The federal government has ultimately unveiled exhibition legislation expanding its digital identity program to state governments and the private sector, with a flash consultation period starting before it is soon presented to parliament.
The legislation will introduce two voluntary programs to accredit businesses and governments as service providers or trusted partners in the digital identity program, as well as to enshrine additional privacy safeguards and establish authority in law. permanent monitoring for the program.
The Digital Identity System, a government-wide federal program to provide identity verification across a range of government services and private sector offerings, has been in the works for six years at a cost of over $ 450 million , but legislation is needed. to extend it to the private sector.
The Digital Transformation Agency has been working on the legislation for over a year, and an exposure draft has just been released.
“The bill… will build on strong safeguards already in place, providing the authority for a cohesive set of rules that will protect Australians and Australian businesses,” Employment Minister Stuart Robert said in a statement. .
“We have actively engaged all interested parties throughout the consultation process and this commitment to co-design and the ongoing conversation continues with the opportunity to comment on proposed legislation. “
The Trusted Digital Identity Bill is a set of several pieces of legislation that will constitute the “rulebook” of the government’s digital identity system, including the Trusted Digital Identity Framework, the Rules of accreditation, trusted digital identity rules and technical standards, which have yet to be released.
The government has chosen to split its digital identity program into two voluntary programs that will be enshrined in law through legislation.
These will be the existing Trusted Digital Identity Framework (TDIF) accreditation, for identity service providers to be accredited under government rules, and the new Trusted Digital Identity System, which will see companies accredited to actually participate. to the digital identity ecosystem.
“The two programs involve different benefits and levels of regulation that will affect an entity’s choice to participate in the trusted digital identity system, to be accredited, or neither,” the project says. of law.
Under TDIF, four types of accreditation will be offered: Identity Service Provider, Identity Exchange, Attribute Service Provider, and Identification Service Provider.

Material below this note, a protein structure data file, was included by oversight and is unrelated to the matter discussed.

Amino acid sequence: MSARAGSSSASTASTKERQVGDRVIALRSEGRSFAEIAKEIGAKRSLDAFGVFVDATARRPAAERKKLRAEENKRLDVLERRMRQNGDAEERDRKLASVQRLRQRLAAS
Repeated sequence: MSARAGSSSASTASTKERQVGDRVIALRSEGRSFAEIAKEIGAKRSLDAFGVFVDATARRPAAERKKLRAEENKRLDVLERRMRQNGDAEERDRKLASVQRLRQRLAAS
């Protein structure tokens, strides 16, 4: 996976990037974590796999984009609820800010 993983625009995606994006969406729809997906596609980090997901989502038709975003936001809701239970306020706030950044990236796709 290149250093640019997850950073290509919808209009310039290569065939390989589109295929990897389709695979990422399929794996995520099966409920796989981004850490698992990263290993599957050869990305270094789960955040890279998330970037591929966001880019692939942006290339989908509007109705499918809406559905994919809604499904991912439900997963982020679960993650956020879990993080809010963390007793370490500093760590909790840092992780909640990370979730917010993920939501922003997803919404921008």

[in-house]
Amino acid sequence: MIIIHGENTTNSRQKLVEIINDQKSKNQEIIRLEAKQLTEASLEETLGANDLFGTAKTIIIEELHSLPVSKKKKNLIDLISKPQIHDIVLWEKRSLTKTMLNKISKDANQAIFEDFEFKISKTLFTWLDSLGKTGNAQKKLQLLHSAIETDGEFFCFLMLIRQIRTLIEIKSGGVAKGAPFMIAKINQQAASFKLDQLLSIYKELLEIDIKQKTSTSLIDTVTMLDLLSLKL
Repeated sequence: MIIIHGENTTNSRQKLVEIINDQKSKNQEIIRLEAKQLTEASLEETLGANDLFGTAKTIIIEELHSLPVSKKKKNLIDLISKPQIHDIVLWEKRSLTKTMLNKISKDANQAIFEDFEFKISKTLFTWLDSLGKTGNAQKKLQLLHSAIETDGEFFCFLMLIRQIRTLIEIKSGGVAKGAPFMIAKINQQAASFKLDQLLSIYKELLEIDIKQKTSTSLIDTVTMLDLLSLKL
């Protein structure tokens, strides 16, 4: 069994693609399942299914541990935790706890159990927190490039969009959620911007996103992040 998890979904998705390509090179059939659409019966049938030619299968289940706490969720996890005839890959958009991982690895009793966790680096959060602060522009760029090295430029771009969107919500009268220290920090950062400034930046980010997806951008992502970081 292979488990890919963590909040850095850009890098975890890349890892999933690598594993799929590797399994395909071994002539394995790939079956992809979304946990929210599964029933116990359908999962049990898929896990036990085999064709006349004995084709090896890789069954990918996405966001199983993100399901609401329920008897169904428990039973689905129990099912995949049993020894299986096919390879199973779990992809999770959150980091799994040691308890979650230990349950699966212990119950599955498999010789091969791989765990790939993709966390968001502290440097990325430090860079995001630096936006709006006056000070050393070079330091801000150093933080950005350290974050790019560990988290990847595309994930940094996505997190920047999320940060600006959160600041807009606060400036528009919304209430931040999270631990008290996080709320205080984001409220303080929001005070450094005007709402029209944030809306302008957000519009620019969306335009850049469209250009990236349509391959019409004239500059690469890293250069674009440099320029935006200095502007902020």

The DTA recently started to accredit a number of private operators through the TDIF before the legislation was passed. Eftpos was recently accredited as a digital exchange provider, while Sydney start-up OCR Labs became the first private company to receive accreditation in August. Mastercard also announced that it has applied for TDIF accreditation for its digital identity services.
The law will also introduce privacy protection measures beyond those of the Privacy Act. These include express consent requirements when a user’s data is sent to a relying party.
There are also a number of restrictions on biometric information under the program, including a ban on disclosing this information to law enforcement and the use of one-to-many matches.
While most biometric information should be deleted immediately after verification is complete, companies will be able to request to retain data for testing.
“The bill allows for the retention of biometric information under limited circumstances to allow for limited functional testing and fraud detection activities,” he said.
Program data may only be released to law enforcement if the agency has reasonable grounds to believe that a person has committed an offense and has taken legal action against that person.
Any business participating in the program will also become subject to the federal government’s data breach notification program.
Although not included in the legislation, the government provided an update on its work to develop a pricing framework for the scheme, with the intention of making the entire program self-sustaining in the future. .
“We are in the early stages of developing a pricing framework that will ensure continued, long-term financial sustainability for the trusted digital identity system, balancing the need for market maturity with the ability to meet the needs. changes in the community over time, and providing business opportunities for private sector participants, ”the government said.
“A fair and robust pricing framework will help ensure that the trusted digital identity system can support adoption across the economy, while meeting the stringent technical and security controls required. “
Users will not be billed under the program, but digital identity providers and state and territory governments may be.
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